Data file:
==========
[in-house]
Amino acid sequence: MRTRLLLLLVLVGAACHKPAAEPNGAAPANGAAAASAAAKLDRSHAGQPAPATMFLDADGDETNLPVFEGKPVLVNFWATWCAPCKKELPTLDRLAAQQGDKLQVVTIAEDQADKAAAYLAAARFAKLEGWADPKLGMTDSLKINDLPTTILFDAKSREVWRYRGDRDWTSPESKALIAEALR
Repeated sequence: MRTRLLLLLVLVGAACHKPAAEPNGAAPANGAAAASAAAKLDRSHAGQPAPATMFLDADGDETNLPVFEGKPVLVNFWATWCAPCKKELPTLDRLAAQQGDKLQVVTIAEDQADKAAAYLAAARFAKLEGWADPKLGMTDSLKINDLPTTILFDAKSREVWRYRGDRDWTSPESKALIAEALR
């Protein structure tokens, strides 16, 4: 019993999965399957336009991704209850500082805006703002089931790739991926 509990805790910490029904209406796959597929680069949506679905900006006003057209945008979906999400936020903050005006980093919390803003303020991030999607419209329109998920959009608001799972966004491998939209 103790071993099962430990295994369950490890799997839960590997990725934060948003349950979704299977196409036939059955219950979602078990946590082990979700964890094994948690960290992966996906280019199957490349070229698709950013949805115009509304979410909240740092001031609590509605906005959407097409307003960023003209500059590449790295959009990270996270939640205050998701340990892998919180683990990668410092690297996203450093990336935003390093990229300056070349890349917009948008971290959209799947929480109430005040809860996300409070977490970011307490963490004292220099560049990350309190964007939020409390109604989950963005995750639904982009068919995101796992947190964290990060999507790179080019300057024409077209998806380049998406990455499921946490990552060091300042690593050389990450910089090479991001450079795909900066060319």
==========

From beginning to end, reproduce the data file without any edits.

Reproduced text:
[in-house]
Amino acid sequence: MRTRLLLLLVLVGAACHKPAAEPNGAAPANGAAAASAAAKLDRSHAGQPAPATMFLDADGDETNLPVFEGKPVLVNFWATWCAPCKKELPTLDRLAAQQGDKLQVVTIAEDQADKAAAYLAAARFAKLEGWADPKLGMTDSLKINDLPTTILFDAKSREVWRYRGDRDWTSPESKALIAEALR
Repeated sequence: MRTRLLLLLVLVGAACHKPAAEPNGAAPANGAAAASAAAKLDRSHAGQPAPATMFLDADGDETNLPVFEGKPVLVNFWATWCAPCKKELPTLDRLAAQQGDKLQVVTIAEDQADKAAAYLAAARFAKLEGWADPKLGMTDSLKINDLPTTILFDAKSREVWRYRGDRDWTSPESKALIAEALR
């Protein structure tokens, strides 16, 4: 019993999965399957336009991704209850500082805006703002089931790739991926 509990805790910490029904209406796959597929680069949506679905900006006003057209945008979906999400936020903050005006980093919390803003303020991030999607419209329109998920959009608001799972966004491998939209 103790071993099962430990295994369950490890799997839960590997990725934060948003349950979704299977196409036939059955219950979602078990946590082990979700964890094994948690960290992966996906280019199957490349070229698709950013949805115009509304979410909240740092001031609590509605906005959407097409307003960023003209500059590449790295959009990270996270939640205050998701340990892998919180683990990668410092690297996203450093990336935003390093990229300056070349890349917009948008971290959209799947929480109430005040809860996300409070977490970011307490963490004292220099560049990350309190964007939020409390109604989950963005995750639904982009068919995101796992947190964290990060999507790179080019300057024409077209998806380049998406990455499921946490990552060091300042690593050389990450910089090479991001450079795909900066060319």